Here is the Lucan version of the passage, with context:

24 For whosoever will save his life shall lose it: but whosoever will lose his life for my sake, the same shall save it.

25 For what is a man advantaged, if he gain the whole world, and lose himself, or be cast away?

26 For whosoever shall be ashamed of me and of my words, of him shall the Son of man be ashamed, when he shall come in his own glory, and in his Father’s, and of the holy angels.

27 But I tell you of a truth, there be some standing here, which shall not taste of death, till they see the kingdom of God.

Note the shared terminology that is used in both passages:

    • “Glory” (Doxa 1391) Lk. 9:26 & Ac. 7:55
    • “Father/God” (Pater 3962) Lk. 9:26 & (Theos 2316) Ac. 7:55
    • “See/Saw” (Eido 1492) Lk. 9:27 & Ac. 7:55
    • “Son of Man” Lk. 9:26 & Ac. 7:56
    • “Standing” (Histemi 2476) – Lk. 9:27 & Ac. 7:56

This is a pretty significant connection, and yet it has been entirely unexplored (to my knowledge) by the preterist community throughout its 400 years of work.     I have no doubt many more connections could be made, particularly if we consider recent ‘seminar scholarship.’

However, we don’t have to go outside of the Word of God to see how consistent and personal Luke’s personalizing interpretation of the promise of Jesus became .

Consider also, for instance, how this coming passage compares with Acts 1, where the description of the angel fits Stephen’s circumstances (look into the heavens and behold Him coming in like manner, etc.). Also, there is the overt “coming again” explanation of Jesus, which also does not contemplate AD70:

John 14:3 I will come again, and receive you unto myself; that where I am, there ye may be also.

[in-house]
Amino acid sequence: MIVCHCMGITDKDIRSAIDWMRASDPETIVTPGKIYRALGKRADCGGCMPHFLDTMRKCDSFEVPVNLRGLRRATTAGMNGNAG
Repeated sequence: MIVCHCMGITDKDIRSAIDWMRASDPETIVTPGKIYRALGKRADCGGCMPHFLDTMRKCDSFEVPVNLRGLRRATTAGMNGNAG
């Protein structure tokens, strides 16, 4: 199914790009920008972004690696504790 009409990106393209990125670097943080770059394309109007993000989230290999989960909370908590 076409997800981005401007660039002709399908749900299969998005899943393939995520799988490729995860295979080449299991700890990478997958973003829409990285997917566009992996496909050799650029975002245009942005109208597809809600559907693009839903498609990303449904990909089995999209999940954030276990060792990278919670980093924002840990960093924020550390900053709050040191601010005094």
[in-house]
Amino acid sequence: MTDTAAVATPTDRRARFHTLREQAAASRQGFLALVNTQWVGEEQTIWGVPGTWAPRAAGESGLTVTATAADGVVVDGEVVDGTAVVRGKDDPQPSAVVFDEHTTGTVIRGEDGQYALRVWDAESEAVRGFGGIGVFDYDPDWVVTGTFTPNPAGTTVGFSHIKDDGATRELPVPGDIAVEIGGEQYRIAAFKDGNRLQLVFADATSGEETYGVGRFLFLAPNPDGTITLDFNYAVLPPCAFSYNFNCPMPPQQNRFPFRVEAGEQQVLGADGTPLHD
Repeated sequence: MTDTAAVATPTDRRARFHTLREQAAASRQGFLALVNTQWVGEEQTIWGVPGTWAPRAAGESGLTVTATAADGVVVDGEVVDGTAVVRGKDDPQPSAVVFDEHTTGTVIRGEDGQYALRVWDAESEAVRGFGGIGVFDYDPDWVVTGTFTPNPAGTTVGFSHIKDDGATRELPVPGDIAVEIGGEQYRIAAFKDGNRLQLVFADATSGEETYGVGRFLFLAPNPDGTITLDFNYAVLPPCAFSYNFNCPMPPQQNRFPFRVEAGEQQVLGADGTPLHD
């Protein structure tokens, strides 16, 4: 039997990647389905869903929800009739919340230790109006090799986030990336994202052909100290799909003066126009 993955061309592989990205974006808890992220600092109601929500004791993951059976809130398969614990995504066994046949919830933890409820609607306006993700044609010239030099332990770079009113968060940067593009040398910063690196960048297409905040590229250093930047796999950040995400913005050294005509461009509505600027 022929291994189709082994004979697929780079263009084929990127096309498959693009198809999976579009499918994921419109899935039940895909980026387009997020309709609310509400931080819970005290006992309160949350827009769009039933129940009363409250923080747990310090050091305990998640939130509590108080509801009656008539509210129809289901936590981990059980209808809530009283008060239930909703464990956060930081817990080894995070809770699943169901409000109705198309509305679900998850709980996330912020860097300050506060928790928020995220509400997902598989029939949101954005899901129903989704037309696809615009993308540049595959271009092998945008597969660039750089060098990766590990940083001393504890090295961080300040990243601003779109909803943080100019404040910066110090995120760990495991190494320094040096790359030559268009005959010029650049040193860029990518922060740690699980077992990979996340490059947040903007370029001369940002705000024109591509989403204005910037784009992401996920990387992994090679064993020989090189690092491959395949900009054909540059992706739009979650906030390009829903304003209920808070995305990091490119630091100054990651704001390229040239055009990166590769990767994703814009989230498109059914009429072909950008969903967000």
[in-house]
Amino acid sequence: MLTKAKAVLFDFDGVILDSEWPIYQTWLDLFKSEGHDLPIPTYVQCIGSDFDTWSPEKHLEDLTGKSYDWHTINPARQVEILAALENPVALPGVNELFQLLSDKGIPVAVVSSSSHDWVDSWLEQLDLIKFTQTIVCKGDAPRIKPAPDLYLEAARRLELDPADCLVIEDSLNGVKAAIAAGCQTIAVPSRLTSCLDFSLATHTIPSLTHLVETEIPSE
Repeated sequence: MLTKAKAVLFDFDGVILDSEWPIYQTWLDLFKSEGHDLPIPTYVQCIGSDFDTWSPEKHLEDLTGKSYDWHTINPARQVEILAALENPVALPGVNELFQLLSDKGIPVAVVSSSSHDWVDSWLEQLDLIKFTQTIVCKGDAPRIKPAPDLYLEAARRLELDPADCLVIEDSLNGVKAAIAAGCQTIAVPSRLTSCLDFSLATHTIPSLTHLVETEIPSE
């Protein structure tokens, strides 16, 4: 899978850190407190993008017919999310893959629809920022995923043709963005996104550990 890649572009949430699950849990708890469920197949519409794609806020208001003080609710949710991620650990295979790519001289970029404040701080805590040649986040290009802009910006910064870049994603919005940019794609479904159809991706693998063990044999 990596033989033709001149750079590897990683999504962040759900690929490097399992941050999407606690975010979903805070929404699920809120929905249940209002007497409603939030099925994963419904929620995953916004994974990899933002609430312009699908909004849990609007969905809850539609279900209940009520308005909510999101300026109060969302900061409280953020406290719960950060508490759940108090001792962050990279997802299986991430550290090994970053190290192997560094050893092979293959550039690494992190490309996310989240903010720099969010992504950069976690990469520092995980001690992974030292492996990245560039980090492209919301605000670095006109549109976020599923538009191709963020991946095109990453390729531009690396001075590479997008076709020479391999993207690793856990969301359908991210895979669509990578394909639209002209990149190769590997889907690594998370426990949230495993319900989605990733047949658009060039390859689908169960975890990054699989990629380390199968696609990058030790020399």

Is this not precisely what has happened to Stephen?  Perhaps we have uncovered a whole new horizon in fulfillment studies by seeing the transition from old to new as being a process all generations endure.

It should be obvious that Jesus is not only referring to those few listening – or some distant generation – by saying that His saints will be brought to Him.   Rather, that EVERYONE of his saints will experience the same blessed delight in the fullness of their times.

Now, most systems assume a singular coming of Christ for a (very small) collective group of people alive at a particular apocalyptic generation ; however, I believe that scripture teaches that EVERY EYE shall see Him, not just those alive at a particular moment in time.

That is, I believe that whereas Jesus’ first coming was to a very limited group of people, that his coming again is to everyone (whether in judgment upon the wicked or salvation upon the righteous). Here is a passage which speaks to that:

Hebrews 9:28 So Christ was once offered to bear the sins of many; and unto them that look for him shall he appear the second time without sin unto salvation.

And, with this passage in mind, note the  immediate context:

And as it is appointed unto men once to die, but after this the judgment (v. 27)

Put together, read this entire passage:

Hebrews 9:27-28: And as it is appointed unto men once to die, but after this the judgment: So Christ was once offered to bear the sins of many; and unto them that look for him shall he appear the second time without sin unto salvation.

Is not this the identical promise of Jesus as found in Matthew 16:27-28?

Again, it is often assumed that this passage regards an apocalyptic event at a singular moment in time ; however, I believe that a reading of Paul and others shows consistently their expectation was that they would be fully redeemed from the world at the time of their demise, and then be given the full blessings of eternal kingdom life as promised, and as given in earnest through the Holy Spirit (Eph. 1:12-13).